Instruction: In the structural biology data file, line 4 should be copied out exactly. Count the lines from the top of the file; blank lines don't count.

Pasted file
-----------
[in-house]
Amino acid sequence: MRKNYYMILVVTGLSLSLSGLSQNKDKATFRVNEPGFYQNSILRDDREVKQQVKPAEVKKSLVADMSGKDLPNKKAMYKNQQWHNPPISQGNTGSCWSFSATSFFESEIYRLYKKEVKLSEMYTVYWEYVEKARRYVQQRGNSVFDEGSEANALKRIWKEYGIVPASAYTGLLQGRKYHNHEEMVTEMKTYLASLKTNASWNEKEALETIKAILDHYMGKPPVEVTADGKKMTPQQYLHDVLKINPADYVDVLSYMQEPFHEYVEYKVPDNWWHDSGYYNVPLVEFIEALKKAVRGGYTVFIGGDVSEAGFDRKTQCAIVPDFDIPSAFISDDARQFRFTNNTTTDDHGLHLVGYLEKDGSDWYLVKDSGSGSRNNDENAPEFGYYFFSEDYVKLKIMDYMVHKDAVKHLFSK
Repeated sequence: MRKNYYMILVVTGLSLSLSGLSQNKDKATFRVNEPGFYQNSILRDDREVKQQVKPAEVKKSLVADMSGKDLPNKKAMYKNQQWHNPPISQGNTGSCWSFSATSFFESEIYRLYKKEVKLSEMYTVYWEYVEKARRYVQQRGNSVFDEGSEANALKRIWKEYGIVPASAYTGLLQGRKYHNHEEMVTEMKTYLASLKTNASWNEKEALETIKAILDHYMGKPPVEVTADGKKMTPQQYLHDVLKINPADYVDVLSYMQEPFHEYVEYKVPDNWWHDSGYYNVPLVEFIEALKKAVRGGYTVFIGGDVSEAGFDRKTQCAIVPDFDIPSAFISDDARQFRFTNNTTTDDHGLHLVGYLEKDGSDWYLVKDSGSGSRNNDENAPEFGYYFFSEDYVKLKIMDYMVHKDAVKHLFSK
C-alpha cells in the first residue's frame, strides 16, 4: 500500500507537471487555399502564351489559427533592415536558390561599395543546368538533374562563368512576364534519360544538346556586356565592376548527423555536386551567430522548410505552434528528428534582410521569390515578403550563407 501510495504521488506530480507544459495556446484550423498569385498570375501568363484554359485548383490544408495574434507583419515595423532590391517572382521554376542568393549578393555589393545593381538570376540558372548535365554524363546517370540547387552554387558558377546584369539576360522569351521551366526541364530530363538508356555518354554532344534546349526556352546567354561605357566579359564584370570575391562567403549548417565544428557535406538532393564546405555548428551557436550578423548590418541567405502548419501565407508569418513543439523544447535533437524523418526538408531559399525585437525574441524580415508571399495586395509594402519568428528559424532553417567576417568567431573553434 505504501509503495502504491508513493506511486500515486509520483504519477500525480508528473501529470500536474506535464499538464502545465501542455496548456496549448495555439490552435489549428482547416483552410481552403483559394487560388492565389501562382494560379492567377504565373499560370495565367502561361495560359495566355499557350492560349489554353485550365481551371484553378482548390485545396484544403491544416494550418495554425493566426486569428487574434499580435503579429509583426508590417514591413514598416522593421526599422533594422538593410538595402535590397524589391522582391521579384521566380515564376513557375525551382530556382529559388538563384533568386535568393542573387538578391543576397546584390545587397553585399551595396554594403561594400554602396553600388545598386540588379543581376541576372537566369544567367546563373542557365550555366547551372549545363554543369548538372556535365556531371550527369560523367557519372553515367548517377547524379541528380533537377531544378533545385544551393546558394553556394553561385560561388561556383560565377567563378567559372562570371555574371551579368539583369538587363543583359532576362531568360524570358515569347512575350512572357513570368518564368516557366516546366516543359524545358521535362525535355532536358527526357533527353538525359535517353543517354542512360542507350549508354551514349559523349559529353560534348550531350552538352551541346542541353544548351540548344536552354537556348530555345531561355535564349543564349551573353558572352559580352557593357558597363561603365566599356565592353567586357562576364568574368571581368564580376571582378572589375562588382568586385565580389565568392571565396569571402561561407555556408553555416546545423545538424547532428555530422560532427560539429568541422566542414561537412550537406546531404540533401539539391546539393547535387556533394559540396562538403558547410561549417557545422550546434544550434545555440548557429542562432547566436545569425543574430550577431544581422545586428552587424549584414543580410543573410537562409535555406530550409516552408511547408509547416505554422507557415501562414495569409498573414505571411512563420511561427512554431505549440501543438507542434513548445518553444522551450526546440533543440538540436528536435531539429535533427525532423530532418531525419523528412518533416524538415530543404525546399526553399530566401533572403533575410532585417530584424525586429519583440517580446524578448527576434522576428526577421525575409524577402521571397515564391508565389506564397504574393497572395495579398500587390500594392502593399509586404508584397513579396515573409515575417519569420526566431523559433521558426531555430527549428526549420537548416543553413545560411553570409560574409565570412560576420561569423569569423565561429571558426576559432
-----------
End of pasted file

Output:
C-alpha cells in the first residue's frame, strides 16, 4: 500500500507537471487555399502564351489559427533592415536558390561599395543546368538533374562563368512576364534519360544538346556586356565592376548527423555536386551567430522548410505552434528528428534582410521569390515578403550563407 501510495504521488506530480507544459495556446484550423498569385498570375501568363484554359485548383490544408495574434507583419515595423532590391517572382521554376542568393549578393555589393545593381538570376540558372548535365554524363546517370540547387552554387558558377546584369539576360522569351521551366526541364530530363538508356555518354554532344534546349526556352546567354561605357566579359564584370570575391562567403549548417565544428557535406538532393564546405555548428551557436550578423548590418541567405502548419501565407508569418513543439523544447535533437524523418526538408531559399525585437525574441524580415508571399495586395509594402519568428528559424532553417567576417568567431573553434 505504501509503495502504491508513493506511486500515486509520483504519477500525480508528473501529470500536474506535464499538464502545465501542455496548456496549448495555439490552435489549428482547416483552410481552403483559394487560388492565389501562382494560379492567377504565373499560370495565367502561361495560359495566355499557350492560349489554353485550365481551371484553378482548390485545396484544403491544416494550418495554425493566426486569428487574434499580435503579429509583426508590417514591413514598416522593421526599422533594422538593410538595402535590397524589391522582391521579384521566380515564376513557375525551382530556382529559388538563384533568386535568393542573387538578391543576397546584390545587397553585399551595396554594403561594400554602396553600388545598386540588379543581376541576372537566369544567367546563373542557365550555366547551372549545363554543369548538372556535365556531371550527369560523367557519372553515367548517377547524379541528380533537377531544378533545385544551393546558394553556394553561385560561388561556383560565377567563378567559372562570371555574371551579368539583369538587363543583359532576362531568360524570358515569347512575350512572357513570368518564368516557366516546366516543359524545358521535362525535355532536358527526357533527353538525359535517353543517354542512360542507350549508354551514349559523349559529353560534348550531350552538352551541346542541353544548351540548344536552354537556348530555345531561355535564349543564349551573353558572352559580352557593357558597363561603365566599356565592353567586357562576364568574368571581368564580376571582378572589375562588382568586385565580389565568392571565396569571402561561407555556408553555416546545423545538424547532428555530422560532427560539429568541422566542414561537412550537406546531404540533401539539391546539393547535387556533394559540396562538403558547410561549417557545422550546434544550434545555440548557429542562432547566436545569425543574430550577431544581422545586428552587424549584414543580410543573410537562409535555406530550409516552408511547408509547416505554422507557415501562414495569409498573414505571411512563420511561427512554431505549440501543438507542434513548445518553444522551450526546440533543440538540436528536435531539429535533427525532423530532418531525419523528412518533416524538415530543404525546399526553399530566401533572403533575410532585417530584424525586429519583440517580446524578448527576434522576428526577421525575409524577402521571397515564391508565389506564397504574393497572395495579398500587390500594392502593399509586404508584397513579396515573409515575417519569420526566431523559433521558426531555430527549428526549420537548416543553413545560411553570409560574409565570412560576420561569423569569423565561429571558426576559432